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Fursuit Frenzy in the Art Gallery

Photo by Lael Corbin.

Presenting one’s work in the Keller Art Gallery is the culmination of a Point Loma Nazarene University art student’s educational career. Lael Corbin, professor of art at PLNU, described it as a journey with students taking classes to learn who they are and what’s important to them, all while watching their work evolve, leading up to the senior exhibition. For one glorious week, the student’s work will be on display. They will host a reception, talk about their work and answer questions from their professors and peers. 

Visual arts major Laura Sladich knew her work would spark more questions than usual, in fact, her first plan was to make sculptures.

“I didn’t even know if this would be appropriate,” Sladich said.

Her professors encouraged her to pursue the route that would ultimately result in more controversy. It’s her show, and Sladich plans to be a professional costume designer.

That is how six fursuits ended up in the Keller Art Gallery for two weeks. But are they art?

Corbin said he not only categorizes them as fine art, but an example of what modern fine art is shifting toward. 

“[Artists are] trying to broaden the definition of fine art to operate on more levels than the world they were plucked from,” Corbin said.

One example of this broadening was in 1917 when Marcel Duchamp put an upside-down urinal on display and called it art. Corbin said this kind of art calls the viewer to think about a piece both as what it is as an object and what it means philosophically. After seeing Sladich’s work and hearing the story behind it, Corbin said her show in particular really walked the line of what can be considered fine art.

This is all with just six fursuits — but they’re more than just fursuits in a room.

The fursuits on display. Photo courtesy of Laura Sladich.

For those unfamiliar with the concept, individuals can don the fursuit (and become known as a “furry”) and take on a different personality, sometimes participating in dances and interacting with others wearing their own suits.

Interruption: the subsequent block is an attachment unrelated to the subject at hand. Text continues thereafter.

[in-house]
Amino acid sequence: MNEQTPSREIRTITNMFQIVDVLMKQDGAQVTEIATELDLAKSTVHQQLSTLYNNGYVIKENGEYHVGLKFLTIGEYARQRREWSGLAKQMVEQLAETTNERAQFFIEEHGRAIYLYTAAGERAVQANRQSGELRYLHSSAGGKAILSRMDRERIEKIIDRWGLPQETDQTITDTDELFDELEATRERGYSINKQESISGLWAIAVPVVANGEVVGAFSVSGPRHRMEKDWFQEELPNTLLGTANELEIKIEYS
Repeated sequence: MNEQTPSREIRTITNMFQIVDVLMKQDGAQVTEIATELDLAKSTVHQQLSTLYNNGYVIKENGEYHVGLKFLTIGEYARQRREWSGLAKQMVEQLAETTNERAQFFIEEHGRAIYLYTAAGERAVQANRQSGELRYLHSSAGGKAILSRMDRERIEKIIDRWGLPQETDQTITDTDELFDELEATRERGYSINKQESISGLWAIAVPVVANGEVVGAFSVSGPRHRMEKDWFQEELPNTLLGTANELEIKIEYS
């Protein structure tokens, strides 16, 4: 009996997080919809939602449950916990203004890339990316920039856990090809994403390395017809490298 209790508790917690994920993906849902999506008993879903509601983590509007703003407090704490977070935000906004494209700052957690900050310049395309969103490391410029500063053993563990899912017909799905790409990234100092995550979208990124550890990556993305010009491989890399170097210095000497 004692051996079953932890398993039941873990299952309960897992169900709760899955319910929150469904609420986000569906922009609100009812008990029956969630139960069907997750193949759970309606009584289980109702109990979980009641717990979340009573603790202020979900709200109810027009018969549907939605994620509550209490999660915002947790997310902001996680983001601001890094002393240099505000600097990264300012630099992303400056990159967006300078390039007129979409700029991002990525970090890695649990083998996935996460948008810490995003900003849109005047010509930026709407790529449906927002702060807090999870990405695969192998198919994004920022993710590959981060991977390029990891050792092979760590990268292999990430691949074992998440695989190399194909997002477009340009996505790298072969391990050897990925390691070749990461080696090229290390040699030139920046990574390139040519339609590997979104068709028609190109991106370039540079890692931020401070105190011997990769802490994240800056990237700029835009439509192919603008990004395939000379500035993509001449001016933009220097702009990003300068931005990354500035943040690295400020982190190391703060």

For some viewers, this brings to light topics they would prefer would remain in the darkness. An anonymous PLNU student said he knew a furry in high school:

“He was a bit odd in terms of some things he did, but overall he was pleasant in terms of interaction, but that aspect of his lifestyle, I’d rather he kept it private. If you’re into that go for it, but I don’t need to know about it,” said the student.

For Sladich, it means much more. When she was bullied in school, sewing was her escape. When she was younger, Sladich said she was working out her sexual identity. 

“This is not just six fursuits in a room. It’s 12 years of progression as an artist, being fine with who I am, and enjoy doing costumes, and that I’m not just a fursuit maker, I do other stuff too.”

For those participating, oftentimes it’s a way to escape from themselves, if only for a short period of time. Sladich said an issue within the furry fandom community is a struggle with body dysphoria, which is why furries have their own anthropomorphic character they identify as. Furscience.com claims through their own data collecting from the furry fandom community that “approximately one-third [of furries] identify as exclusively heterosexual; furries are about five times more likely to identify as exclusively homosexual than the general population.” 

Sladich at her exhibit. Photo courtesy of Laura Sladich.

One of Sladich’s friends, PLNU senior writing major Noah Segoria, said at the reception of her exhibition, Sladich explained the mentality behind furries: Underneath a suit, you can’t identify anything about the person in them, creating a blank slate for them to fill however they choose.

Of course, there is a side to the furry fandom that is still generally unaccepted by those on the outside. According to CNN, a “long time furry” Joe Strike, who is part of the furry fandom, acknowledged that while sexual activity happens while some people wear the suits – called yiffing – it’s a smaller part of the community, close to 15%. Sladich said this statistic is most likely wrong. While she said she does not engage in yiffing, Sladich said the majority of younger members of the furry fandom, around early 20s, do. This is what gives outsiders like the anonymous PLNU student hesitations about Sladich’s artwork.

“In general, whenever you have someone of the furry variety they’ll try to convince you otherwise, but more often than not it’s for sexual purposes. So that makes me uncomfortable that there are people living that lifestyle and that it’s something that would be promoted on campus,” the student said. 

Others shared this sentiment. Sladich’s mother left a notebook at the exhibition while the suits were on display for people to write a few words after stopping by. The notes started out encouraging, but Sladich said after a few days some hurtful ones appeared.

“People have told me, ‘Take it out. Take it out.’ I want to but I don’t. Not everyone’s going to like your work,” Sladich said.

Sladich wasn’t going to let people bully her anymore. This exhibition was just the beginning to the next stage in her professional career. It was the hours of work and hand sewing the suits that resulted in what are both pieces of art and functional costumes. It was these fursuits that drew the attention of San Diego State University, which admitted her into their graduate school program. It was these fursuits that got her two job offers in the costume design field. It seems Sladich’s future in costume design may be as bright as some of her suits.

Photo courtesy of Laura Sladich.

By: Noah Harrel